There are those out there that may say I need to fight harder, but dude I’m tired. I’m tired of being a Black man who has to come to a meeting after working all day to explain myself. I’m tired of being called on to educate white people for free while they try to gaslight me. I’m tired of begging for a chance to fix problems you have constructed. I’m tired of fighting with privileged allies for the right to speak for my own people when I’m being traumatized on a daily basis. I just want to feel like my thoughts & ideas matter, which hasn’t been the case with the 107ist. I just want to have a beer, jump, clap & sing without feeling like I am being used.

From My name is Milo & some of you may know me as a capo for the Timbers Army, but I actually wear a… by Milo Reed

Spare me your empathy if it does not come coupled with institutional change. Support the initiatives and institutions that help people of color get out there, like the nonprofit Outdoor Afro and the National Park Foundation’s African American Experience Fund. Help reframe the discussion about the outdoors. Highlight the stories of the buffalo soldiers, who became some of America’s first park rangers. Tell the children about Harriet Tubman’s ability to interpret the weather. Be unafraid of the historical contexts that hold weight in our country. Explore and overturn those caricatures that are deeply embedded in the mythology we perpetuate about the unjust portions of our history. Having an integrated outdoors means embracing all of America—complete with its messy origins, complicated backstory, and currently murky future. It might mean allowing someone else to claim what you believed to be your exclusive birthright.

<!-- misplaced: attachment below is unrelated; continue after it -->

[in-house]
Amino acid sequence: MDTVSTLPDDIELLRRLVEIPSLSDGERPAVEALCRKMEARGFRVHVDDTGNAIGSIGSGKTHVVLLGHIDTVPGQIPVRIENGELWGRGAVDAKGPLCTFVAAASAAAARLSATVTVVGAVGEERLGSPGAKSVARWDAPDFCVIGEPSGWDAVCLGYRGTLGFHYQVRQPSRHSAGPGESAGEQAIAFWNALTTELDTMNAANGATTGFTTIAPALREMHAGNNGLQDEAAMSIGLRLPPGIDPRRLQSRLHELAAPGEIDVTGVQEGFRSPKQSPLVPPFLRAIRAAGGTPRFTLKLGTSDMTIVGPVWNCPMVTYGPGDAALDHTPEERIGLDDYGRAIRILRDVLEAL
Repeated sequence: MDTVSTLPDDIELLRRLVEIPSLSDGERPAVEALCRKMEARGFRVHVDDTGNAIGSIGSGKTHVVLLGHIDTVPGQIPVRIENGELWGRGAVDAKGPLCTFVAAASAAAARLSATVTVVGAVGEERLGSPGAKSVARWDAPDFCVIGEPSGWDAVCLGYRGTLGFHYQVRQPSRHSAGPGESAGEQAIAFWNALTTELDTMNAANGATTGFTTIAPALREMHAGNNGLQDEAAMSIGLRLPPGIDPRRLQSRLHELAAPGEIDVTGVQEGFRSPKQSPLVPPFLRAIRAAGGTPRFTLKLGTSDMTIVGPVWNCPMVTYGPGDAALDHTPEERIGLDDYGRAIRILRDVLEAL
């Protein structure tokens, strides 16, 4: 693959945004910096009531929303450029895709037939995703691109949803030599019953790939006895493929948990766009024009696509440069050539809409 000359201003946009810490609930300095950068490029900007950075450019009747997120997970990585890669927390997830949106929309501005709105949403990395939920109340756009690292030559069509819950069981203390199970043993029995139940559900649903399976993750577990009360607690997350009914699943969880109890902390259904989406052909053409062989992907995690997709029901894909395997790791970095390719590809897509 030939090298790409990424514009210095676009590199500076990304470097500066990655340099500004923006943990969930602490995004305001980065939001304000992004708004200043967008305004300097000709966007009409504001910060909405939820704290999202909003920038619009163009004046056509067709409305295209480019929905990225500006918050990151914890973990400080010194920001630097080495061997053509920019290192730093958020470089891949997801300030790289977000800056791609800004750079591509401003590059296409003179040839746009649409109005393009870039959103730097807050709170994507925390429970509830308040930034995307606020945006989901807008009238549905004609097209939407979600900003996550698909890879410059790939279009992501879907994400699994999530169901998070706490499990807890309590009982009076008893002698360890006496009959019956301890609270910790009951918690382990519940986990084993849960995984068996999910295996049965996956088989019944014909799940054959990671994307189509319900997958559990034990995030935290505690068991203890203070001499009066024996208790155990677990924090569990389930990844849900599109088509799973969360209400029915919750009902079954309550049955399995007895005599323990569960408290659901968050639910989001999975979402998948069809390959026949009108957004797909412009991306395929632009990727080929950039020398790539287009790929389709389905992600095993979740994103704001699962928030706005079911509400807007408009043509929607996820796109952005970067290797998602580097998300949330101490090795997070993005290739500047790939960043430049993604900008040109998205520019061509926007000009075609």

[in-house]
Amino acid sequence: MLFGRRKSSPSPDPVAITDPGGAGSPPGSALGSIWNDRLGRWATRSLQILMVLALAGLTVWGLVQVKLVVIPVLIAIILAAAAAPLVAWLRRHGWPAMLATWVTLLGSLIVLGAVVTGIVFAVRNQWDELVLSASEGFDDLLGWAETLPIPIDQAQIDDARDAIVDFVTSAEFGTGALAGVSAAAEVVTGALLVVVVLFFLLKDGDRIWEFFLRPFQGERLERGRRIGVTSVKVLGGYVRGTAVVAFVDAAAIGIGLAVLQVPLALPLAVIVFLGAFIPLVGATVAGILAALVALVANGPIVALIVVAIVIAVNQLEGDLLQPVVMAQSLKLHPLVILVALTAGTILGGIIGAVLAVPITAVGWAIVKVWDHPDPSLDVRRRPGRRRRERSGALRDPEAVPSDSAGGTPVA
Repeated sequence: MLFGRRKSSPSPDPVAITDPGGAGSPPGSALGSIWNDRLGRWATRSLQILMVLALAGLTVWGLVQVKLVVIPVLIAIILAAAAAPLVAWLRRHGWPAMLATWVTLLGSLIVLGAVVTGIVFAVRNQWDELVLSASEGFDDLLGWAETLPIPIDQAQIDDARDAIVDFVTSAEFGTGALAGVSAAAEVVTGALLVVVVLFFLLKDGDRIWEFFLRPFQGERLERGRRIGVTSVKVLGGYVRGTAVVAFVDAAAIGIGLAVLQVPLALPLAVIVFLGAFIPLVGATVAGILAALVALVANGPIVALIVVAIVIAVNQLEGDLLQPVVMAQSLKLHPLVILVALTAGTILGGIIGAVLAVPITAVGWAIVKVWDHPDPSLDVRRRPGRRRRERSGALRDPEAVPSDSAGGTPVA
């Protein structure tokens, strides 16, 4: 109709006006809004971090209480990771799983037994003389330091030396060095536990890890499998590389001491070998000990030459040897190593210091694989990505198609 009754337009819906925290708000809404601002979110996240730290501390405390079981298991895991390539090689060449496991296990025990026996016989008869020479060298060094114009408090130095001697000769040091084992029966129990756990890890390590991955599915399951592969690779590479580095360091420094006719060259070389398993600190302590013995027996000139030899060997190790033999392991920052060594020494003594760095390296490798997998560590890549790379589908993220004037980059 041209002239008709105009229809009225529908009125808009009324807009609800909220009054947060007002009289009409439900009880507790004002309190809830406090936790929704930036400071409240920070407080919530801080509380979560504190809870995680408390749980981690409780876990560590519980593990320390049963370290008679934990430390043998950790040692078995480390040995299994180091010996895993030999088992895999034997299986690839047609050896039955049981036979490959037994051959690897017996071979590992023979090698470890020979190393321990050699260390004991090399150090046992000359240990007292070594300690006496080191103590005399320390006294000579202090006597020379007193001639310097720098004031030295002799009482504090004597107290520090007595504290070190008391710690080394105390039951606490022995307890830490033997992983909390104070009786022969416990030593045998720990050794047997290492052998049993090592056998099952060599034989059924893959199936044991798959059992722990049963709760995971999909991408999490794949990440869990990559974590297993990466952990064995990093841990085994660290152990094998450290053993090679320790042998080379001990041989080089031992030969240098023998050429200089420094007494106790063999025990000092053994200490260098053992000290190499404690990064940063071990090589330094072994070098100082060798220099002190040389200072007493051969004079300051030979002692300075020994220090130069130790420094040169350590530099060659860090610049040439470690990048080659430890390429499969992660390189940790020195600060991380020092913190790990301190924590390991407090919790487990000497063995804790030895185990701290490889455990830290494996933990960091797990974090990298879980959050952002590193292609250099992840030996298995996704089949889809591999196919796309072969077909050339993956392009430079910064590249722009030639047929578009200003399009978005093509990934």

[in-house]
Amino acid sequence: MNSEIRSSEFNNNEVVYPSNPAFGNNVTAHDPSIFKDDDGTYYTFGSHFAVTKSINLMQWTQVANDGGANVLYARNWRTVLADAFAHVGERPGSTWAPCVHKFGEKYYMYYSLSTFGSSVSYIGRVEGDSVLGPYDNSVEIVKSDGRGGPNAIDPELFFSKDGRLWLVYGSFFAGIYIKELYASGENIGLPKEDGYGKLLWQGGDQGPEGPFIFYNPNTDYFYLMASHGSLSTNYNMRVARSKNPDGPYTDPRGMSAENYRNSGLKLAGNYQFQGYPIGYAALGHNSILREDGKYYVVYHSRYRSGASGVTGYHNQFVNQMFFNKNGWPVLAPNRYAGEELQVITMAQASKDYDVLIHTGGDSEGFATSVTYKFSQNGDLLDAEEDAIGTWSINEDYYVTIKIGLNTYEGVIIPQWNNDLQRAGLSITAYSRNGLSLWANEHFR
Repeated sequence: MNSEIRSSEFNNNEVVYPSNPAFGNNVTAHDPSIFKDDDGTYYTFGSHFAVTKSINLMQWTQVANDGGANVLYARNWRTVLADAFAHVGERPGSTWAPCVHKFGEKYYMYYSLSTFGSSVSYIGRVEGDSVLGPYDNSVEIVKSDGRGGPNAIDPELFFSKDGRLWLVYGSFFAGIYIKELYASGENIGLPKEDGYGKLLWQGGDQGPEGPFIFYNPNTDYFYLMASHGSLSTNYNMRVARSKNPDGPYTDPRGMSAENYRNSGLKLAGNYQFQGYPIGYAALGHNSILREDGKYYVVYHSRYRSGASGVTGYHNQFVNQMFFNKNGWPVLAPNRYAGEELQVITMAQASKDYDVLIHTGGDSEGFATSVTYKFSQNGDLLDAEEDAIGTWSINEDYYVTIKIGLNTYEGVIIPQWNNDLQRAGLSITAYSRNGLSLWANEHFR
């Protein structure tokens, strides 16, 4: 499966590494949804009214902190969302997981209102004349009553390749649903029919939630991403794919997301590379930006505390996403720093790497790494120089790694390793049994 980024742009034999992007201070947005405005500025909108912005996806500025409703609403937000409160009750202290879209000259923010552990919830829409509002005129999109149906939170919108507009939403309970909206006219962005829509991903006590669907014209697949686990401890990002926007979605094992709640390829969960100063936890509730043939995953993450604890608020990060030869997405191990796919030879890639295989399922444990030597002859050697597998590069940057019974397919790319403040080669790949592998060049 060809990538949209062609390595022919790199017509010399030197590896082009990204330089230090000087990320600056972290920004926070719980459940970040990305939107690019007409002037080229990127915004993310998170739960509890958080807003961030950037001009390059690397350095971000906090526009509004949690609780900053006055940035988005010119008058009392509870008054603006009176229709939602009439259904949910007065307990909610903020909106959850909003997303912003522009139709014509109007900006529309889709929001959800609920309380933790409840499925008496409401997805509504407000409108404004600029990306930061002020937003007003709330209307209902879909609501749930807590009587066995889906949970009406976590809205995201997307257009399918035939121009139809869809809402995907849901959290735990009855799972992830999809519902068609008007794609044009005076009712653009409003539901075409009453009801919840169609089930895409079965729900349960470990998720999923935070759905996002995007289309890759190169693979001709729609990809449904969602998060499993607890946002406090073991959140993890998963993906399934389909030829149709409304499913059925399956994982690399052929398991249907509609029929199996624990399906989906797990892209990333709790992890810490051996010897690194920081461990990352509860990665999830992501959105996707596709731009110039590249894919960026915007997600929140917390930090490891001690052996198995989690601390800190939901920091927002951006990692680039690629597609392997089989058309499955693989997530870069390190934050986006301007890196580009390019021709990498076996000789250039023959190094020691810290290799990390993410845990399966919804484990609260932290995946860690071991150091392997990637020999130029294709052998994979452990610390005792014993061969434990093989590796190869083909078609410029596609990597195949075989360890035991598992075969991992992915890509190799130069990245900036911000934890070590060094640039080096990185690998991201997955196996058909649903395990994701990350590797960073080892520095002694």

From We’re Here. You Just Don’t See Us. by Latria Graham